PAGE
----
Shale gas and 'fracking' may be tangled up with concerns over dirtying water supplies and making the earth shake in the minds of most. But the boom in shale gas, forced out using hydraulic fracturing (or fracking), has had some other big knock-ons too. The vast increase in shale gas being pumped out in the US has caused gas prices to plummet; prices recently hit a low of $2.50 per 1000 cft (cubic feet). Surely a cheap energy prize for all? Not necessarily, that flood of cheap gas may be turn out to be anything but a boon.
Fracking for shale gas could is undermining the fragile shoots of the renewable energy industry, according to some observers as it is leaving solar and wind power uncompetitive. And shale gas may actually be doing something of a hit-and-run on US energy scene. US agencies have recently been rushing to slash forecast reserves, even as the short-term glut of gas wreaks havoc all round. Both these developments come against the background of growing worries over the impact of shale gas on climate change, which may be 'dirtier' than coal.
Renewables victims of hit-and-run: Shale gas has been a oft-touted 'clean bridge fuel to the future' recently, in recognition of its relatively low CO2 output, when burnt to produce energy. That claim hasn't just come from the shale gas industry. In his State of the Union address in January, President Obama said 'the development of natural gas will create jobs and power trucks and factories that are cleaner and cheaper, proving that we don't have to choose between our environment and our economy.'
Whilst those clean credentials are debatable-in-the-extreme thanks to mainly the neglected impact of methane leakage, such thinking has helped fuel a boom in drilling and fracking in the US over the last decade. As shale gas companies have competed for investment money, to frack in ever more areas, reserve numbers have swelled. And 'home-grown' shale gas has been marketed as a fuel that would guarantee energy security for decades. 'We have a supply of natural gas that can last America nearly 100 years,' said President Obama.
But the rush to pump out shale gas, as well as spilling problems into water courses across the country, has also left stocks of gas higher than ever, and the price drastically down. Whilst that is great news, short-term, for energy consumers, it is leaving the push to 'zero-carbon' renewables treading water. Rachel Cleetus, from the Union of Concerned Scientists, told the Washington Post last week that natural gas could 'take over the entire pie and crowd out renewables. Part of the reason this is happening is that there's a sense that natural gas resources will be around forever.' Which may be far from the case.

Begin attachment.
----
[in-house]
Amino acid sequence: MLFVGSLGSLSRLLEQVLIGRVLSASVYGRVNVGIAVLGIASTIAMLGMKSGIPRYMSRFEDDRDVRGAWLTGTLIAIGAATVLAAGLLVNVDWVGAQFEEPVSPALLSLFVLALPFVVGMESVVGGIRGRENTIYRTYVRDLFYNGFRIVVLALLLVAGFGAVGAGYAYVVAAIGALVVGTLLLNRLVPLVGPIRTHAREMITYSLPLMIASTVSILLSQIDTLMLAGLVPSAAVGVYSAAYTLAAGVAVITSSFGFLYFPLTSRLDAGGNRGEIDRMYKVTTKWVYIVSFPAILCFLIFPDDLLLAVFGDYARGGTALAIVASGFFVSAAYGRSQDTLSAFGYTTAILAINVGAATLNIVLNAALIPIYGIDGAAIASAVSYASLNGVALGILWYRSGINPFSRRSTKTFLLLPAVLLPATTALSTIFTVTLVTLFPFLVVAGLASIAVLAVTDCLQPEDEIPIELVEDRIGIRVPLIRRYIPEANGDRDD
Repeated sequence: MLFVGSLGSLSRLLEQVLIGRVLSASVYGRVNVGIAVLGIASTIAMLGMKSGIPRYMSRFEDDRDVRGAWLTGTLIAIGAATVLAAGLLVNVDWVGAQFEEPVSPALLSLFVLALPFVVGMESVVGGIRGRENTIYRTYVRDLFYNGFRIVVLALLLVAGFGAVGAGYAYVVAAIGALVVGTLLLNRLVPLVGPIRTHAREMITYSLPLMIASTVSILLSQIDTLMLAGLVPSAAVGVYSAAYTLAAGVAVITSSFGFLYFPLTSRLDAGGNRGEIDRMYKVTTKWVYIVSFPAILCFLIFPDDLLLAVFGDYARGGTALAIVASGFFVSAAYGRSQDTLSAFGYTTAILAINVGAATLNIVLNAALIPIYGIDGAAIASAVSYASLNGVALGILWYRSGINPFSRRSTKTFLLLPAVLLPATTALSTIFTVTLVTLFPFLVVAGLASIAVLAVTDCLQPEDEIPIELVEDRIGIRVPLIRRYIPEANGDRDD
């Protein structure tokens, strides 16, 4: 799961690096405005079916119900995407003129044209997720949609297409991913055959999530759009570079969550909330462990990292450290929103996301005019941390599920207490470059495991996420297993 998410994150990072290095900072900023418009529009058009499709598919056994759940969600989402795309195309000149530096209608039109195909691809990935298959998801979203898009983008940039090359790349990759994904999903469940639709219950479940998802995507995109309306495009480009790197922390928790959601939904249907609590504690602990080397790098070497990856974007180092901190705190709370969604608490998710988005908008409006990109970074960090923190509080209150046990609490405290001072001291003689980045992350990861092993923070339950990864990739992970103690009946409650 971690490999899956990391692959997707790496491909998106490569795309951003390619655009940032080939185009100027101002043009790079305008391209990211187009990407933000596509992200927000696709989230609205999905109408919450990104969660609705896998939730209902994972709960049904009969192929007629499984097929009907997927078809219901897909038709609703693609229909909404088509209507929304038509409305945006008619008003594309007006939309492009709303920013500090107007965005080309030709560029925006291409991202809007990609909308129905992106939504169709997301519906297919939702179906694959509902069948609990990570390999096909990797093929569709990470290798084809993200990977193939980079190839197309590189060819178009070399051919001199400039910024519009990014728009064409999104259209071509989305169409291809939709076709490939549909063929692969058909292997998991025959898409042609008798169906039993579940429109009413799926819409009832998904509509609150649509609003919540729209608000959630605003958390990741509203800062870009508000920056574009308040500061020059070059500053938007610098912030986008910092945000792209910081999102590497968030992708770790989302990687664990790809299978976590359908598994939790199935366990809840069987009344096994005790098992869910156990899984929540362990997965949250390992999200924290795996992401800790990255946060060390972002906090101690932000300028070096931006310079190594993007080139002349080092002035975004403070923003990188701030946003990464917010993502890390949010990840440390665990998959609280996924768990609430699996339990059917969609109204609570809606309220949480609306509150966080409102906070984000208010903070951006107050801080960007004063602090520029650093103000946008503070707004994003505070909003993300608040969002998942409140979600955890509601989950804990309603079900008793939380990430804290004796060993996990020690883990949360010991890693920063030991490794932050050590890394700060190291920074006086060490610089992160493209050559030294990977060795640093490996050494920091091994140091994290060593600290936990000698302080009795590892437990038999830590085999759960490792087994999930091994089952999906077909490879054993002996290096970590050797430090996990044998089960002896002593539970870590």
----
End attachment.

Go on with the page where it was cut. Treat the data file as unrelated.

'100-year' reserves shrinking fast: First out the blocks was the U.S. Geological Survey, which said last summer that the Marcellus Shale formation, the gigantic mother-lode formation for shale gas in the US, could hold as little as 20% of its first estimate of unrecovered gas. Then, in the last 2 weeks, the US Energy Department followed suit, cutting its recoverable reserves estimate for the same formation from 410 trillion cubic feet (tcf), to a little over 140 tcf. And the total US potential shale gas production was nearly halved in the same report.
One of the problems of fracking to produce shale gas is that it is a relatively new technology. So predictions of what is likely to be produced are just that. And so far those predictions have only been revised dramatically down. If shale gas turns out to provide only a temporary boost to the nation's energy supply and moreover one that pollutes the planet as much as it does local water supplies, it could prove to be a damaging detour.
With investment wasted in chasing a fuel with few environmental benefits and which has helped to forestall the much-needed rush into truly renewable fuels the shale gas bridge may turn out to be a road to nowhere.